• Lost wages (up to $1,000 a week for five weeks)
  • Reasonable attorney fees incurred, with prior approval
  • Telephone, certified mailing and notary charges
  • Loan re-application fees
  • Daycare and eldercare expenses
In addition, Travelers now offers resolution services that can provide you with the help you need in the event you become a victim of identity theft.
Be safe, be aware of the identity thieves out there.
<![CDATA[Special Event Coverage]]>Fri, 24 Feb 2017 20:42:25 GMThttp://farmcountry.net/blog/special-event-coverageAre you planning a wedding, family reunion, baby shower or some other special event?
If so, you may need a Private Events policy. The Private Events policy provides several different types of coverage and coverage enhancements for your special day. You can buy coverage for weather cancellations, lost or stolen equipment, lost deposits, photography expenses and more. There is also the option to add liability insurance which includes an option to add liquor liability. Some activities, such as fireworks, live animals, mechanical rides and some others are excluded.
In most states, the policy issue date must be at least 1 day before the event date (14 days in New York) and an insured cannot cancel the policy after purchase. This valuable protection can be had for as little as $160 with no deductible.
Don’t let your special event be ruined by the unexpected. Protect yourself with Special Event Coverage. Call us at Farm Country Insurance for a free, no obligation quote.
<![CDATA[Power Strip Safety]]>Wed, 07 Dec 2016 14:41:41 GMThttp://farmcountry.net/blog/power-strip-safetyRecently we have seen a couple of reports of fires caused by overloaded power strips. The Daily Hampshire Gazette reported one in Amherst , MA on November 2nd and The Caledonia Record reported one in St Johnsbury on November 28th. Don't overload power strips this Christmas season. You don't want to be the subject of the next headline.
Have a safe and happy Christmas.

<![CDATA[Give Your Budget a Break This Holiday Season ]]>Tue, 29 Nov 2016 16:12:56 GMThttp://farmcountry.net/blog/give-your-budget-a-break-this-holiday-seasonIf you’re like many people in Vermont, you breathe a sigh of relief once the holidays are over.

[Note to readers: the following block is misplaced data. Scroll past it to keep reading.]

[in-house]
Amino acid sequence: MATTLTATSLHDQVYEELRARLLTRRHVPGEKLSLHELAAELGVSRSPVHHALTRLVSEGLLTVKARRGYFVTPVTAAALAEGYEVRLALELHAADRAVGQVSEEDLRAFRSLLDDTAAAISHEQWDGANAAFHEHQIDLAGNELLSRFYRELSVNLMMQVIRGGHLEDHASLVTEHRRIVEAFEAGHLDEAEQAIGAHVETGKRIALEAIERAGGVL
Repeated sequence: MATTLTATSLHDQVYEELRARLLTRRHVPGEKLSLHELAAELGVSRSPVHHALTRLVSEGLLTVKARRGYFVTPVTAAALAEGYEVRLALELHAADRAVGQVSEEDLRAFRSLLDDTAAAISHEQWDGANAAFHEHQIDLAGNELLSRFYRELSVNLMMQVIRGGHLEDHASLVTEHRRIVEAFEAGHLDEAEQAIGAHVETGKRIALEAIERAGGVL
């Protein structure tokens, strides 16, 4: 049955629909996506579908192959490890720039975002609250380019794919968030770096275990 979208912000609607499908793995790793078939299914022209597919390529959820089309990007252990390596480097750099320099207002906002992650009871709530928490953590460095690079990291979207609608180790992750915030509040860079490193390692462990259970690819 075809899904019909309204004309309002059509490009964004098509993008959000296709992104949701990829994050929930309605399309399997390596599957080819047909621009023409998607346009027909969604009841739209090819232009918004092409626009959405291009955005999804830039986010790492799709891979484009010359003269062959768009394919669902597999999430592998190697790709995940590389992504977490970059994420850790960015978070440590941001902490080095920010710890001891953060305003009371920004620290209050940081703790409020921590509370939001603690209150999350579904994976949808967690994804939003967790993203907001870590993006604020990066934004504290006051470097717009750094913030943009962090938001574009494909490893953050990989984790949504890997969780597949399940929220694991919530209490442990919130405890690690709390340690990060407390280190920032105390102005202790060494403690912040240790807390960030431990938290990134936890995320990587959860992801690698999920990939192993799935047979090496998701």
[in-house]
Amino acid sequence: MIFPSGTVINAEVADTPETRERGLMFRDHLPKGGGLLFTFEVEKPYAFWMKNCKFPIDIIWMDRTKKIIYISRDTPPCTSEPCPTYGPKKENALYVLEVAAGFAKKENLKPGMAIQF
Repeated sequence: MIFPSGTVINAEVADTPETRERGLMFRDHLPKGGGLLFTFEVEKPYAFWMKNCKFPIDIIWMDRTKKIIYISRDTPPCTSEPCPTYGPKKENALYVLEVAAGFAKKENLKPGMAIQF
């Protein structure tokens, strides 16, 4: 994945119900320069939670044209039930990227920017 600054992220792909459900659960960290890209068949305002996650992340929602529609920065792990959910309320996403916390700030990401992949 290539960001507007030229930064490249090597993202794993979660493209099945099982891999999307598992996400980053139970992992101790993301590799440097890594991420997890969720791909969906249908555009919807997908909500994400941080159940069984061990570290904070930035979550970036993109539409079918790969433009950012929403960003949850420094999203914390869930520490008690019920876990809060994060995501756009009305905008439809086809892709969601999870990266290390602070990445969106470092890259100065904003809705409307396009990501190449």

Until you get your credit card statement, that is.
From buying gifts to traveling to entertaining, holiday expenses add up quickly — it’s easy to overspend without even realizing it. But, it doesn’t have to be that way. Here are some ideas to help keep your spending down and your spirits up.
* Buy early This goes for almost everything — from gifts to airfare to hotel rooms. Buying gifts over the course of the year means you can take advantage of sales and avoid the last-minute frenzy. And, travel prices often rise as the holidays near.
* Leave early (or late) Whether you’re taking a plane, train or automobile, consider traveling on off-peak dates. You’ll often save money doing so, and you may save yourself some hassle, too.
* Spread the load Entertaining can be costly, so ask others for help. Instead of making all the food yourself, have a potluck. And, share the burden when it comes to gifts. Draw names for gift-giving, make a donation on behalf of the entire family or set limits for gift buying.
* Take a different approach Do you send holiday cards and a letter each year? Consider emailing your letter, posting it on Facebook or sending postcards instead. Buying gifts online can save both time and money, too, especially if you take advantage of free shipping and gift-wrapping options. You could even do away with physical gifts altogether, because the best gift of all is spending time with family and friends.